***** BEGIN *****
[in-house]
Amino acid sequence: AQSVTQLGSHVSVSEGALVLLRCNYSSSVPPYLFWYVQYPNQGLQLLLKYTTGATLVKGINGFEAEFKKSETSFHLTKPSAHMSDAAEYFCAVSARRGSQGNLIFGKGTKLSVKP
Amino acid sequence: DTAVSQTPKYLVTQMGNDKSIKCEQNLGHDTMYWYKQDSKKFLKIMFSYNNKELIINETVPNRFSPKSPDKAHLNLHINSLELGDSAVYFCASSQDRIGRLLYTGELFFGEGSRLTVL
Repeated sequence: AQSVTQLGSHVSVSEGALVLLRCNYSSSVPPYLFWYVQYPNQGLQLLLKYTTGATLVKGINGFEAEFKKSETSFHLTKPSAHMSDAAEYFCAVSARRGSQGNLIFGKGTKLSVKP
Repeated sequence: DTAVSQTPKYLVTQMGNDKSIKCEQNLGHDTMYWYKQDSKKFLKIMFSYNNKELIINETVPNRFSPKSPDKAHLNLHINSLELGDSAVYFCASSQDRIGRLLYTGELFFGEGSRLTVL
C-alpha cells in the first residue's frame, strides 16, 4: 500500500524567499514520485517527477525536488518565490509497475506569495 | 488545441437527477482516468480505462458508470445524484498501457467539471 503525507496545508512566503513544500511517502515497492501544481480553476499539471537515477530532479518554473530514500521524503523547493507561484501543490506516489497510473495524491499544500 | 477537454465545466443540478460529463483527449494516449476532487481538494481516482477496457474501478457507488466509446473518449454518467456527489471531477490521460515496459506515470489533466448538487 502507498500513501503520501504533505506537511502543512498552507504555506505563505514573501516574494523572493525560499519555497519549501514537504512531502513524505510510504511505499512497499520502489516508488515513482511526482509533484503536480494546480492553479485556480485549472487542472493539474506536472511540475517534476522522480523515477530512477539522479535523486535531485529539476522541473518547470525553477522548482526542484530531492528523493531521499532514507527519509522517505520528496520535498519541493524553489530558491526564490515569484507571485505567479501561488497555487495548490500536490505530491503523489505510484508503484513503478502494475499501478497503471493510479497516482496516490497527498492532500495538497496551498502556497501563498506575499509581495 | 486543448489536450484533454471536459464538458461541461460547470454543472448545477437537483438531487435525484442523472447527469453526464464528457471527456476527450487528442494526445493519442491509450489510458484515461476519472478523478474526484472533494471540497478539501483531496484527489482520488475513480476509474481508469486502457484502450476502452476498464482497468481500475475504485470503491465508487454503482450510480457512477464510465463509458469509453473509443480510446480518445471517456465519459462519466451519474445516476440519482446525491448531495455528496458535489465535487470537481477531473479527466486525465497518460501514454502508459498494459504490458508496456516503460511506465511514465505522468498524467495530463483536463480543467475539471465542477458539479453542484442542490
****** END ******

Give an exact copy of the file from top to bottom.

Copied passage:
[in-house]
Amino acid sequence: AQSVTQLGSHVSVSEGALVLLRCNYSSSVPPYLFWYVQYPNQGLQLLLKYTTGATLVKGINGFEAEFKKSETSFHLTKPSAHMSDAAEYFCAVSARRGSQGNLIFGKGTKLSVKP
Amino acid sequence: DTAVSQTPKYLVTQMGNDKSIKCEQNLGHDTMYWYKQDSKKFLKIMFSYNNKELIINETVPNRFSPKSPDKAHLNLHINSLELGDSAVYFCASSQDRIGRLLYTGELFFGEGSRLTVL
Repeated sequence: AQSVTQLGSHVSVSEGALVLLRCNYSSSVPPYLFWYVQYPNQGLQLLLKYTTGATLVKGINGFEAEFKKSETSFHLTKPSAHMSDAAEYFCAVSARRGSQGNLIFGKGTKLSVKP
Repeated sequence: DTAVSQTPKYLVTQMGNDKSIKCEQNLGHDTMYWYKQDSKKFLKIMFSYNNKELIINETVPNRFSPKSPDKAHLNLHINSLELGDSAVYFCASSQDRIGRLLYTGELFFGEGSRLTVL
C-alpha cells in the first residue's frame, strides 16, 4: 500500500524567499514520485517527477525536488518565490509497475506569495 | 488545441437527477482516468480505462458508470445524484498501457467539471 503525507496545508512566503513544500511517502515497492501544481480553476499539471537515477530532479518554473530514500521524503523547493507561484501543490506516489497510473495524491499544500 | 477537454465545466443540478460529463483527449494516449476532487481538494481516482477496457474501478457507488466509446473518449454518467456527489471531477490521460515496459506515470489533466448538487 502507498500513501503520501504533505506537511502543512498552507504555506505563505514573501516574494523572493525560499519555497519549501514537504512531502513524505510510504511505499512497499520502489516508488515513482511526482509533484503536480494546480492553479485556480485549472487542472493539474506536472511540475517534476522522480523515477530512477539522479535523486535531485529539476522541473518547470525553477522548482526542484530531492528523493531521499532514507527519509522517505520528496520535498519541493524553489530558491526564490515569484507571485505567479501561488497555487495548490500536490505530491503523489505510484508503484513503478502494475499501478497503471493510479497516482496516490497527498492532500495538497496551498502556497501563498506575499509581495 | 486543448489536450484533454471536459464538458461541461460547470454543472448545477437537483438531487435525484442523472447527469453526464464528457471527456476527450487528442494526445493519442491509450489510458484515461476519472478523478474526484472533494471540497478539501483531496484527489482520488475513480476509474481508469486502457484502450476502452476498464482497468481500475475504485470503491465508487454503482450510480457512477464510465463509458469509453473509443480510446480518445471517456465519459462519466451519474445516476440519482446525491448531495455528496458535489465535487470537481477531473479527466486525465497518460501514454502508459498494459504490458508496456516503460511506465511514465505522468498524467495530463483536463480543467475539471465542477458539479453542484442542490